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Netflix Updated Its Famous Employee 'Keeper Test' in a New Culture Memo — Here's What's Changed Netflix has a new, briefer version of its infamous 129-slide PowerPoint on company culture, originally published in 2009.

By Sherin Shibu Edited by Melissa Malamut

Key Takeaways

  • Netflix released an updated version of its famous culture memo on Monday.
  • The company is trying to model its culture like a professional sports team, not a family.
  • Netflix’s co-CEO Greg Peters says culture comes first, above strategy and execution, at Netflix.

Netflix updated its 15-year-old code on company culture on Monday. Unlike the original 125-page slide deck the company popularized in 2009, the new version is a lot shorter — but that doesn't mean it's any less important, according to co-CEO Greg Peters.

One major change was to the company's famous "keeper test," which is a process established in its 2009 deck, to determine whether a manager should keep or fire an employee.

The original test was: "If X wanted to leave, would I fight to keep them?"

The updated memo keeps the original question but introduces an extra dimension: "Knowing everything I know today, would I hire X again?"

Though it might seem nerve-wracking to constantly be evaluated this way, Netflix's new memo says that the company will work with employees through short-term mistakes or new things they tried that didn't pan out.

Peters told The Verge in an interview this week that the memo has a new section called the "dream team," or a concept that explains how Netflix looks for high performers and the best person for each position.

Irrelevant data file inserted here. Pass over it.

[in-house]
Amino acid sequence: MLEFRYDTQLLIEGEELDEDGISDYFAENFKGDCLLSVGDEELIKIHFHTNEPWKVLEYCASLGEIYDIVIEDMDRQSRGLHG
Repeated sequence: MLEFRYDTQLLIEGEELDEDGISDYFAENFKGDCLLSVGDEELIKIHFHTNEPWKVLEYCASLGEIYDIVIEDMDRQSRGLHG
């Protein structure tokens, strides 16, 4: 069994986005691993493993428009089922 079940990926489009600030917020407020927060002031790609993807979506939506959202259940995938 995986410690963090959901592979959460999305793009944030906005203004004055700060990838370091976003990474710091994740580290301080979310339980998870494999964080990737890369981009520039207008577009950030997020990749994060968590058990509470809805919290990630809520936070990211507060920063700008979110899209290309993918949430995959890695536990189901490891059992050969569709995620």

It could mean the end of "personality hires" at the company. According to the memo, the "dream team" involves switching out someone well-liked for someone who does the job better.

Common traits across the dream team include selflessness, creativity, and resilience.

"We are trying to be very clear about this being more of a sports team model than a family model," Peters said. "We're going to seek the best player in every position."

Greg Peters, co-CEO of Netflix. (Photo by Joan Cros/NurPhoto via Getty Images)

Netflix collected over 1,500 points of feedback from its employees and created the updated memo over the course of a year.

The document is now 2,264 words, thousands of words less than previous versions. It reintroduces concepts from the original 2009 deck that had been lost over four prior updates, including having every employee feel a sense of personal responsibility to better the company.

Related: Netflix Gets Streaming Rights to Christmas Day NFL Games

Peters explained why Netflix's culture memo was important: He said that he prioritizes Netlix's culture first, above strategy and execution, because a strong culture allows the company to get better at everything else.

Culture is "a vehicle to improve, so that's why we make a big deal out of it," he explained.

As for why the culture memo gets shorter with each iteration, Peters said the reason was that the company gets better at condensing and clarifying it over time.

In Peters' words, Netflix is "trying to constantly do a better job at articulating the practices we can employ as a company to grow and get better."

Read Netflix's newest culture memo here.

Related: Blockbuster Takes Jab at Netflix Over Password-Sharing Fees

Sherin Shibu

Entrepreneur Staff

News Reporter

Sherin Shibu is a business news reporter at She previously worked for PCMag, Business Insider, The Messenger, and ZDNET as a reporter and copyeditor. Her areas of coverage encompass tech, business, strategy, finance, and even space. She is a Columbia University graduate.

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